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At the end of Out of the Furnace, after Russell lethally shot DeGroat, much to Wesley's dismay, the last shot of the movie shows Russell sitting in his house at the table doing nothing:

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But I'm not sure what to make out of this. Given that Wesley has seen Harlan DeGroat's demise, which was obviously not self-defense but plain cold vengeance, I would have rather assumed Russell to go to prison for that, which this scene seems to contradict. Is this deduction correct? And what else is this scene supposed to tell us about his fate and state of mind? He seems to be looking at some letters on the table, were those letters he wrote or received during his prison time? But why does he look at them now?

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You weren't the only one wondering that; the ending perplexed many. But the film's director Scott Cooper explained it in interviews, like this one. Here's the gist:

After being thwarted by law enforcement officials, Russell kills Harlan DeGroat (Woody Harrelson), the meth-addicted crime boss responsible for murdering his brother, right in front of the local sheriff (Forest Whitaker). Cooper then cuts to Russell sitting quietly in a living room, before fading to black. "It's an homage to 'The Godfather Part II,'" Cooper said, referring to the final shot of Francis Ford Coppola's 1974 Best Picture winner.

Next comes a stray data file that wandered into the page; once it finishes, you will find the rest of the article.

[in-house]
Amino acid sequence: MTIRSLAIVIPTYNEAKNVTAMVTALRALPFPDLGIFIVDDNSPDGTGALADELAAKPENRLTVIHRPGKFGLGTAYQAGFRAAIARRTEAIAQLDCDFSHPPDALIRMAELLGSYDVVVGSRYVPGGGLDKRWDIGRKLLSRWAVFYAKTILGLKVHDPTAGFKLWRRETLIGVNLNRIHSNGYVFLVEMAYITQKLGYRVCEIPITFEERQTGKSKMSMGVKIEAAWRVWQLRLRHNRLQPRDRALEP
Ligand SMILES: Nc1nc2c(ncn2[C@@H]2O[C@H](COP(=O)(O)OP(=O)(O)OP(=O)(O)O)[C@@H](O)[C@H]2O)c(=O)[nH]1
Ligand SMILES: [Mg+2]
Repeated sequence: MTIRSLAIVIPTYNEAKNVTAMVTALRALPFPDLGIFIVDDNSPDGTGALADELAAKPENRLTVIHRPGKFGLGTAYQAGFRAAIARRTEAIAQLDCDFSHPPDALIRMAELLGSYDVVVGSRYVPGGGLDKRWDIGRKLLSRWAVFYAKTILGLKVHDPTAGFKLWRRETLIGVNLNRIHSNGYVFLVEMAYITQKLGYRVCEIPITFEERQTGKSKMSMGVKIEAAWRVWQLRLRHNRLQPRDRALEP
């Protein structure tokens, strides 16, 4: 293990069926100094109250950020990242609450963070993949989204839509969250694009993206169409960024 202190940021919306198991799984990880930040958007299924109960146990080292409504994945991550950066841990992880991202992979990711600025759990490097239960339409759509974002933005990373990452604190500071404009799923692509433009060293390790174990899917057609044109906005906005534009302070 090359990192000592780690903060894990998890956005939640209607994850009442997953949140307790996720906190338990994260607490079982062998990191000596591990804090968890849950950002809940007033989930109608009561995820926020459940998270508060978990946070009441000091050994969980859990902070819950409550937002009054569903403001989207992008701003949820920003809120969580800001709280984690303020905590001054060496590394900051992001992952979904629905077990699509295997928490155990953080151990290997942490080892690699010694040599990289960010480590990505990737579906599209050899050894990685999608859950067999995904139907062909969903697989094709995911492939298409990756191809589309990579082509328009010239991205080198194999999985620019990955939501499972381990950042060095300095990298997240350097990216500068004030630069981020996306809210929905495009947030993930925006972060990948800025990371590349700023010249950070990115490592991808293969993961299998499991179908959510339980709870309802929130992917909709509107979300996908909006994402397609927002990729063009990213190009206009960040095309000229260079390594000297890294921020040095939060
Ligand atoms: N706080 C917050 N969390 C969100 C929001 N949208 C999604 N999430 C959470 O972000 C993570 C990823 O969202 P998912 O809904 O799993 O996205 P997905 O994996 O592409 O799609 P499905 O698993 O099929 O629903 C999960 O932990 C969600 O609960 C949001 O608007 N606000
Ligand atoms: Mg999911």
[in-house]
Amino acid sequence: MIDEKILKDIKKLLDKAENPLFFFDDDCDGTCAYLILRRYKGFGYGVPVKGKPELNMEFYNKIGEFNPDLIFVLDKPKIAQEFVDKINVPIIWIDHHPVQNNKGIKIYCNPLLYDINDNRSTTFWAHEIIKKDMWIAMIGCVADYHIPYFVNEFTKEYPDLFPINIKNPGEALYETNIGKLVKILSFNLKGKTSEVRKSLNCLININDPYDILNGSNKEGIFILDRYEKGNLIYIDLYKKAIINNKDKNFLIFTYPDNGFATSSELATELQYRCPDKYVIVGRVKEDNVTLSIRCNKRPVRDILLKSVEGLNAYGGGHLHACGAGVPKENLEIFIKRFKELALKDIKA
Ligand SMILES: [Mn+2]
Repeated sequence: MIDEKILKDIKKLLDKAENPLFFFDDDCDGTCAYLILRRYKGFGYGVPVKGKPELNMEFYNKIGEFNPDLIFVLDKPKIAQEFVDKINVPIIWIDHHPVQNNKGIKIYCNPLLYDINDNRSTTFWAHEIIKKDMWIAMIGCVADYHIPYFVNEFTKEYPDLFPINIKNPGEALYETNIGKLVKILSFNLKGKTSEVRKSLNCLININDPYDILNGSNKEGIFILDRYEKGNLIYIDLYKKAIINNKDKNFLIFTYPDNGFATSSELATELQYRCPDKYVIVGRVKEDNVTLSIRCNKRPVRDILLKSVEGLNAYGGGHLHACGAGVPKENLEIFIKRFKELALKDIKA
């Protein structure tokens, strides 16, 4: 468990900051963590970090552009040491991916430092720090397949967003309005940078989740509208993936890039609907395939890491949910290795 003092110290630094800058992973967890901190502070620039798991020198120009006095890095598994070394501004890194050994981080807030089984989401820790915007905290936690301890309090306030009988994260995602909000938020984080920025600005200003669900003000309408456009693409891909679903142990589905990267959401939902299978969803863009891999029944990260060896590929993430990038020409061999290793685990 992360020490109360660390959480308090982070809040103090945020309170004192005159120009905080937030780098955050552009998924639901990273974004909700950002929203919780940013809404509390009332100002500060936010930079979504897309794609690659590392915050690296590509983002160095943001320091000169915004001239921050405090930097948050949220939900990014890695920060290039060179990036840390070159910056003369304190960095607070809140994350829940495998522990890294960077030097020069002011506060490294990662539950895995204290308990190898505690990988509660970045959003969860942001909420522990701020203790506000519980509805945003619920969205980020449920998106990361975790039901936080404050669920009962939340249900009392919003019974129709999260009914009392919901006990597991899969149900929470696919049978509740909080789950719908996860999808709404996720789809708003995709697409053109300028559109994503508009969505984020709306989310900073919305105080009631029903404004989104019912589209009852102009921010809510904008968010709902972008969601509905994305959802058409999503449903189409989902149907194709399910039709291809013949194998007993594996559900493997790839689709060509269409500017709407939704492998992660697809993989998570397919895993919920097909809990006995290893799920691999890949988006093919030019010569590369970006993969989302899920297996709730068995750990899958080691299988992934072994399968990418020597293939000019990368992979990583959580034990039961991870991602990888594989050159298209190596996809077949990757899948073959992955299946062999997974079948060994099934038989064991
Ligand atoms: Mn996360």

"This is a man who is battling his soul and living with the consequences of violence. When he went to kill Harlan DeGroat, he thought he could have gone to prison or be killed by the police. He never thought he would get off and that the sheriff would ultimately say, 'Let me make this right.' And he does," Cooper said of the finale of his film, which takes place at an undated point after Russell has murdered DeGroat. "This is a man who, whether he is [in] prison or not, he's in prison for the rest of his life. Hopefully he will find peace and contentment at some point. I'm a very optimistic person, I hope that, ultimately, Russell Baze does find that."

So the ending simply shows us how Russell, like Michael Corleone in The Godfather Part II, will have to live with what he did (and reflect on it) for the rest of his life.

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